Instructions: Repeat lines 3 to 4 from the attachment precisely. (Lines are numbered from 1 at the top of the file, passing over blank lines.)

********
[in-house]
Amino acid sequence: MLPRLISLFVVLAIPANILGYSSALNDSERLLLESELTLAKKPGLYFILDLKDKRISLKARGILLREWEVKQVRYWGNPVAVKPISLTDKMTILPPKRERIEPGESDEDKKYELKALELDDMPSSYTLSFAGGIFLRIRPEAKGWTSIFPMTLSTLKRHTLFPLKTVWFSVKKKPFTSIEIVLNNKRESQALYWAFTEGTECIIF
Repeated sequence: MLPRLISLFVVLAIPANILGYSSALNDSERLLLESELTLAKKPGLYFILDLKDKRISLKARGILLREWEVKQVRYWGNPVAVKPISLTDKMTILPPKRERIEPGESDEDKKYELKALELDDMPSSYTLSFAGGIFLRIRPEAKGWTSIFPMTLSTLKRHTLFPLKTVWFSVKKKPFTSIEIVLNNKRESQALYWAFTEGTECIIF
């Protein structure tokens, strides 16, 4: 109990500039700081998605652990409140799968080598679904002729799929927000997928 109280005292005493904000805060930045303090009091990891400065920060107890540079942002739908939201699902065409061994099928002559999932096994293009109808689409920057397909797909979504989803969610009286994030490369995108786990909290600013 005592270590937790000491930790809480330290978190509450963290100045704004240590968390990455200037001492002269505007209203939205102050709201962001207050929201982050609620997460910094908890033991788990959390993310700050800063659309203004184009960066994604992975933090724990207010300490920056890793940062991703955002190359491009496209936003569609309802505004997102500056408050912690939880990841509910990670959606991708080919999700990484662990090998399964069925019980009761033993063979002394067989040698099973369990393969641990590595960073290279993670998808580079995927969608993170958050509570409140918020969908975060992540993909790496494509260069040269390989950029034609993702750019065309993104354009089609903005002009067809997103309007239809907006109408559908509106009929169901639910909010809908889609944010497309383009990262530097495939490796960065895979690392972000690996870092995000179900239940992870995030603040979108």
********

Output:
Repeated sequence: MLPRLISLFVVLAIPANILGYSSALNDSERLLLESELTLAKKPGLYFILDLKDKRISLKARGILLREWEVKQVRYWGNPVAVKPISLTDKMTILPPKRERIEPGESDEDKKYELKALELDDMPSSYTLSFAGGIFLRIRPEAKGWTSIFPMTLSTLKRHTLFPLKTVWFSVKKKPFTSIEIVLNNKRESQALYWAFTEGTECIIF
């Protein structure tokens, strides 16, 4: 109990500039700081998605652990409140799968080598679904002729799929927000997928 109280005292005493904000805060930045303090009091990891400065920060107890540079942002739908939201699902065409061994099928002559999932096994293009109808689409920057397909797909979504989803969610009286994030490369995108786990909290600013 005592270590937790000491930790809480330290978190509450963290100045704004240590968390990455200037001492002269505007209203939205102050709201962001207050929201982050609620997460910094908890033991788990959390993310700050800063659309203004184009960066994604992975933090724990207010300490920056890793940062991703955002190359491009496209936003569609309802505004997102500056408050912690939880990841509910990670959606991708080919999700990484662990090998399964069925019980009761033993063979002394067989040698099973369990393969641990590595960073290279993670998808580079995927969608993170958050509570409140918020969908975060992540993909790496494509260069040269390989950029034609993702750019065309993104354009089609903005002009067809997103309007239809907006109408559908509106009929169901639910909010809908889609944010497309383009990262530097495939490796960065895979690392972000690996870092995000179900239940992870995030603040979108």